ERIC Identifier: ED426693
Publication Date: 1999-03-00
Author: Ninno, Anton
Source: ERIC Clearinghouse on Information and Technology Syracuse NY.
Radios in the Classroom: Curriculum Integration and Communication Skills. ERIC Digest.
Teachers have explored the use of radio in the classroom almost since radio technology entered into the mainstream of society, yet radio remains a relatively unused mode of instruction. This Digest describes several radio applications and summarizes several radio activities for the classroom.
TEACHING THE HISTORY OF COMMUNICATION
Students may begin their study of communications technology by reading about some early devices and their inventors. Radios and telegraphs are part of early communications technology history, and Samuel Morse, Guglielmo Marconi, Lee DeForest, Philo Farnsworth, and David Sarnoff were communications pioneers.
The first popular radios were called crystal radios because they used crystals to receive the broadcast signals. Building a crystal radio, either from a kit or from parts, is an engaging, hands-on science activity. In addition to building the crystal radio, earth science and chemistry teachers might consider making the galena crystals that receive the signals. Many early crystal radio listeners made their own galena crystals before radios were sold in stores. Teachers can also use radio assembly projects to help students learn about electricity, wave energy, the electromagnetic spectrum, the earth's atmosphere, and the sun's effects on the earth's atmosphere. Many popular electronics stores have a full range of reasonably priced, easy to assemble electronics and radio kits.
AM-FM RADIO: HANDS-ON GEOGRAPHY AND LANGUAGE ARTS ACTIVITIES
Depending upon your geographic location, you may hear many AM-FM radio stations from Canada, Mexico, Central America, and the Caribbean. If you are near those regions, you will hear broadcasts by English, French, and Spanish native speakers-a special opportunity for foreign language learners. Some AM-FM stations now maintain Web sites and offer their listeners real-time programming and audio archives. Listening to online audio resources requires computer software such as RealAudio, a sound card, and speakers.
Many U.S. AM stations may be heard across the country. Listening to broadcasts from other U.S. locations makes an excellent activity for learning U.S. geography. The term DX means long-distance, so listening to faraway stations is known as "DXing" among radio hobbyists. In the evening, AM radio broadcasts are heard over great distances because atmospheric conditions allow AM radio waves to bounce between the atmosphere and the earth. Students might hear AM broadcasts from several hundred miles away if they listen to AM stations after dark.
INTERNATIONAL SHORTWAVE BROADCASTS: HEARING THE WORLD ON A RADIO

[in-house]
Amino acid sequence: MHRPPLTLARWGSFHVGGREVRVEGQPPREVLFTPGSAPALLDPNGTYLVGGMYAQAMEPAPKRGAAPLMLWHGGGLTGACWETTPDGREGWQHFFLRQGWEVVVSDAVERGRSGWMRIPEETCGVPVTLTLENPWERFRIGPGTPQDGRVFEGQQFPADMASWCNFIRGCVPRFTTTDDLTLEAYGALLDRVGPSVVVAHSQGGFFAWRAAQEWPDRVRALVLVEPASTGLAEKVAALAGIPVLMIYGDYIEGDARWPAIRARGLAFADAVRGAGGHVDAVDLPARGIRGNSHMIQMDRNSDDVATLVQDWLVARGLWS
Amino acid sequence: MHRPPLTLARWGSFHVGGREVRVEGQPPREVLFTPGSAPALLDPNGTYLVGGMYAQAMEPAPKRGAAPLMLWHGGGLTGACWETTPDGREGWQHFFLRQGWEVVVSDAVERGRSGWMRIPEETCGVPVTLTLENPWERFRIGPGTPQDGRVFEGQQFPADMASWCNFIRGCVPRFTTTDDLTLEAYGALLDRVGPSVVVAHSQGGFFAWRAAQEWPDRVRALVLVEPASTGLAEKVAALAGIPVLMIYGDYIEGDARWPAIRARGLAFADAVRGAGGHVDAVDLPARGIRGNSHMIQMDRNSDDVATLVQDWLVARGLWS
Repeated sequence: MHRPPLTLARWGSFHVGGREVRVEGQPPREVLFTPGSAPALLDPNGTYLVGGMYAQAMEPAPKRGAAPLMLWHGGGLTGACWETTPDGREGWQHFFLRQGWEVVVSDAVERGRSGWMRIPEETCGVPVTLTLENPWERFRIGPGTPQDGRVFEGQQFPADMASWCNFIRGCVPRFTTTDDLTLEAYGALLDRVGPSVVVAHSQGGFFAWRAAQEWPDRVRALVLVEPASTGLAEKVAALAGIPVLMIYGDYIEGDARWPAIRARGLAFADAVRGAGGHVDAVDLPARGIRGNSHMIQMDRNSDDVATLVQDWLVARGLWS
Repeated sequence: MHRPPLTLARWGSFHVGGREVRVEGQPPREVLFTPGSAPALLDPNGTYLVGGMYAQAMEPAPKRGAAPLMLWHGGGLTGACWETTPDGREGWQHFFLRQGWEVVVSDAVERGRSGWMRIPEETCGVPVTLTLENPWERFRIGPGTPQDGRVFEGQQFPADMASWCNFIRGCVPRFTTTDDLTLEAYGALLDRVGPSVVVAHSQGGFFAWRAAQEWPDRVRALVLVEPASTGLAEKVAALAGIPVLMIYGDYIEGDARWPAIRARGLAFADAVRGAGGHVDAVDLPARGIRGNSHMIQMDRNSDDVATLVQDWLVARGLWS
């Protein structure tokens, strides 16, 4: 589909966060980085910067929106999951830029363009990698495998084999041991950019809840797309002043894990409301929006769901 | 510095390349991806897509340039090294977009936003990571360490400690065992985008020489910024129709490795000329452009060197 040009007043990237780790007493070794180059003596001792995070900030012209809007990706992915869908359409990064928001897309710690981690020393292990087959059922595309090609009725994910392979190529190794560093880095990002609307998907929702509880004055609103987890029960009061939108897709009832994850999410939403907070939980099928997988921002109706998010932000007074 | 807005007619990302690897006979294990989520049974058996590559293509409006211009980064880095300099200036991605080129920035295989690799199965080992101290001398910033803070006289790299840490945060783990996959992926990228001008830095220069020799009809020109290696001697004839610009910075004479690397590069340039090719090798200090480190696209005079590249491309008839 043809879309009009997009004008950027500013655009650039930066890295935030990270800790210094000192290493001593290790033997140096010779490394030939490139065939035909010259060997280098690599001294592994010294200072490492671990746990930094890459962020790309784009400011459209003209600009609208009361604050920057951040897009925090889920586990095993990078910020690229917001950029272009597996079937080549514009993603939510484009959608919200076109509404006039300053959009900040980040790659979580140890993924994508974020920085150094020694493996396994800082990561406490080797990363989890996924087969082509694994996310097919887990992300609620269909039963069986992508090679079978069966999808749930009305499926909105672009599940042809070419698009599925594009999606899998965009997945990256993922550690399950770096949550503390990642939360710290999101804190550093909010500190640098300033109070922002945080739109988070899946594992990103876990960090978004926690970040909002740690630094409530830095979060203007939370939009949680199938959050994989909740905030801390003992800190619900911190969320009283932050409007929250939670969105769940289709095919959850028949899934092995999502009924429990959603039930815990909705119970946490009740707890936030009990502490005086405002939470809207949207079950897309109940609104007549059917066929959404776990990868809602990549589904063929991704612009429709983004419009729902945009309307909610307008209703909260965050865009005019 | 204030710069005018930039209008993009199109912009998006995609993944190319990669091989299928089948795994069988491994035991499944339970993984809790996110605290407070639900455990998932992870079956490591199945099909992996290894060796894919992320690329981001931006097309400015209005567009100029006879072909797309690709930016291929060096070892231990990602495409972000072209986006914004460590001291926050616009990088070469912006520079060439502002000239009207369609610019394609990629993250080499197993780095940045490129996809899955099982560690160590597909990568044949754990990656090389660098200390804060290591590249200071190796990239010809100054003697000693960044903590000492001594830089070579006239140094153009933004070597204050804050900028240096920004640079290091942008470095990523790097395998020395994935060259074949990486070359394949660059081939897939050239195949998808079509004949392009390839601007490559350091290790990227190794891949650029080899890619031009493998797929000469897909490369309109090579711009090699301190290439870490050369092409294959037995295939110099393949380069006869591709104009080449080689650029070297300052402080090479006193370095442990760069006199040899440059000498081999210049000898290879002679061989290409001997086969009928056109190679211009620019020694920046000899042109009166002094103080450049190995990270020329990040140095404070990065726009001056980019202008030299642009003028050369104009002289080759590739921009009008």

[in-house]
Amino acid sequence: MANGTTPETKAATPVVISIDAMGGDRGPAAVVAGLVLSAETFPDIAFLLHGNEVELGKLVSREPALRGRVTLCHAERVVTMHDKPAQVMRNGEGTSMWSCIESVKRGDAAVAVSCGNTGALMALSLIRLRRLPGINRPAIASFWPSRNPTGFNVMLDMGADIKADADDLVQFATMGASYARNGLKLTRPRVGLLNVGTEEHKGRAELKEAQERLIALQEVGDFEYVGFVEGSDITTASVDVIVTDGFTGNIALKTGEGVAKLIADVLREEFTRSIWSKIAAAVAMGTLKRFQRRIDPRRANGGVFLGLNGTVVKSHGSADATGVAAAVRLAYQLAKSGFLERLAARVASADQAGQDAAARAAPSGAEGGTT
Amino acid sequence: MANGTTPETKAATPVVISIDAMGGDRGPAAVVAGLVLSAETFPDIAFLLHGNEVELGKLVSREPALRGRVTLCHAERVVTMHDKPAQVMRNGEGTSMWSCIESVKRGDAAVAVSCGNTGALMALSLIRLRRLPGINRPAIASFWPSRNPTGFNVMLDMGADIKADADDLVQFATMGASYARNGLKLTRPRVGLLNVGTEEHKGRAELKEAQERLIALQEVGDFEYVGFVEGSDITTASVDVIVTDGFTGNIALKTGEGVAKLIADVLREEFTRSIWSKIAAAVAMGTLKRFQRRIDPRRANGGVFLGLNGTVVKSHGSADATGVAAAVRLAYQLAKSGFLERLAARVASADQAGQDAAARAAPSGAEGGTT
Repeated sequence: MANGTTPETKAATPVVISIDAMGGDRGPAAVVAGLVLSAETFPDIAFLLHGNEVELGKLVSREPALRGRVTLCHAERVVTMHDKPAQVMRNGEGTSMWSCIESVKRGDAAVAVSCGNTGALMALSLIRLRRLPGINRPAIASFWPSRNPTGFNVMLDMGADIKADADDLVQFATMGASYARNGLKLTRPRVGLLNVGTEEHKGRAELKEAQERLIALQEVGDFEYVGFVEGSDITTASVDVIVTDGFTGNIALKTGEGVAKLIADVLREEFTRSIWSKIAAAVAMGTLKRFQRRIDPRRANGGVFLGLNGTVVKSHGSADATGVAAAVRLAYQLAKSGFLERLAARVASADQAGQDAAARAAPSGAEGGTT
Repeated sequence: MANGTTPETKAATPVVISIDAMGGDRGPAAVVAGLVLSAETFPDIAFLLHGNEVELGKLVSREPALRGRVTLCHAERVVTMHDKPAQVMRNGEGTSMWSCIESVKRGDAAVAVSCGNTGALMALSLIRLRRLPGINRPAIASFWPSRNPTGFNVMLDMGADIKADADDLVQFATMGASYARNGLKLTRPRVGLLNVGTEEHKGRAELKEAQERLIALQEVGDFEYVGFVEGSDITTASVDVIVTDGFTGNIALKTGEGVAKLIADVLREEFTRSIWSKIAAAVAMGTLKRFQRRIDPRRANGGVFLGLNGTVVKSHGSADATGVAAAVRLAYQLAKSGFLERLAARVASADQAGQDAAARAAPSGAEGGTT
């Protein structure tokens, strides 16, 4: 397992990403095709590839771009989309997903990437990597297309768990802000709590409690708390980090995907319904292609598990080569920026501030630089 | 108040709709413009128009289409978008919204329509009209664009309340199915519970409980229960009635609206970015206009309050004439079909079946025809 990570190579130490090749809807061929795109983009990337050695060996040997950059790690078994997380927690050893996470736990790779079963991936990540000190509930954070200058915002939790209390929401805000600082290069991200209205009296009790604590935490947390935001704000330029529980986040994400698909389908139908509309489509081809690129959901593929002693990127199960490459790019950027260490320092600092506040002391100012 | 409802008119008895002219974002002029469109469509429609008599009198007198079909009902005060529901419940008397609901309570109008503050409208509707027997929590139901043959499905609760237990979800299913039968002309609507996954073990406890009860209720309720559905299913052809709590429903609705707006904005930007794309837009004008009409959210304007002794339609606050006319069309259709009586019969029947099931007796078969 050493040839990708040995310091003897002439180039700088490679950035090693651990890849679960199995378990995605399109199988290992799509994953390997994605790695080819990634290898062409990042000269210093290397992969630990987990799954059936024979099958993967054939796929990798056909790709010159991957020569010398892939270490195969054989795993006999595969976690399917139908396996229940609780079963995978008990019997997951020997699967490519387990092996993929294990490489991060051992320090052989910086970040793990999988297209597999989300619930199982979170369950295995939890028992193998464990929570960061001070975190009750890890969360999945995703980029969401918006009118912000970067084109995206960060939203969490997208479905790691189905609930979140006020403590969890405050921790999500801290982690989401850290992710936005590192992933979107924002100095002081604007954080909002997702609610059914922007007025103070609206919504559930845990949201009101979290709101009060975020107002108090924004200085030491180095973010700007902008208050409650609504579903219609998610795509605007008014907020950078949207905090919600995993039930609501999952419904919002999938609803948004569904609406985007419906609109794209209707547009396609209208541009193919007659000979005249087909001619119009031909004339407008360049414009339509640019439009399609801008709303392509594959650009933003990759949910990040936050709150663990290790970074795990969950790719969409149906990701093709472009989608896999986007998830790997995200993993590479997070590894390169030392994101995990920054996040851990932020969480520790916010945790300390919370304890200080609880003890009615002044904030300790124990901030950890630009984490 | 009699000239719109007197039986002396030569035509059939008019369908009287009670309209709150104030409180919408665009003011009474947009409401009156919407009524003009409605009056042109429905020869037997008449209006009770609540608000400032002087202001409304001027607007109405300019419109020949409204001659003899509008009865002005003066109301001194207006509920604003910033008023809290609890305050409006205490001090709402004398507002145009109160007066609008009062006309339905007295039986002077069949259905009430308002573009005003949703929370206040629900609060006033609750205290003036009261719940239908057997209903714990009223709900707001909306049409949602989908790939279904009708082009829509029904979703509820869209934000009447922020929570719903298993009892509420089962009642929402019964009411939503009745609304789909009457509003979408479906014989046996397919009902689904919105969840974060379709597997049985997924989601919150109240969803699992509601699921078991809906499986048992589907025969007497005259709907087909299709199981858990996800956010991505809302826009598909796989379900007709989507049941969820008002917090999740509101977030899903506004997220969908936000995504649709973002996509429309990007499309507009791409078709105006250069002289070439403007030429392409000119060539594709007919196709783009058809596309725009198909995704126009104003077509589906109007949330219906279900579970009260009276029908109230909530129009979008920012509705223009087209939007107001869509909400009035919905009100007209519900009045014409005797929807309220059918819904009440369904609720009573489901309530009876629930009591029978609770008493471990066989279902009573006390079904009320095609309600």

Just as an AM-FM radio is a tool for students learning about local and regional geography, a shortwave radio is a good tool for learning about world geography. Every country in the world has shortwave radio broadcast stations, and most stations have programming in English, as well as their native language. Beginning with 6th-grade social studies curriculum, the study of geography may be enhanced by listening to international shortwave broadcasts. Students will hear news and cultural programming that will enhance the information found in books, encyclopedias, and on the Internet. Topics such as latitude and longitude, time zones, continents, hemispheres, and the tropics may all be highlighted through radio listening activities.
Writing letters to international stations to give listener reports is a long-standing shortwave listening hobby activity. The writing assignment combines listening and language arts skills. Stations usually reply with letters or special postcards, brochures, posters, key chains, and bumper stickers. Teachers may use these items to prepare interesting displays in a classroom learning center.
NOAA NATIONAL WEATHER SERVICE BROADCASTS
Many people listen to a radio to hear weather reports; however, in a classroom it's not always convenient to wait for a radio station's weather report. With a weather radio, you don't have to wait. Weather radios are tuned to the NOAA (National Oceanic and Atmospheric Administration), weather channels that provide broadcasts 24 hours a day. Most NOAA broadcasts range about 50 miles from their main location. Many AM-FM radios, scanner radios, and CB radios include NOAA channels for listeners' convenience and safety. NOAA also coordinates a national program for trained volunteer weather watchers called Skywarn. Teachers may wish to consider Skywarn training for a class weather project or for individual science projects.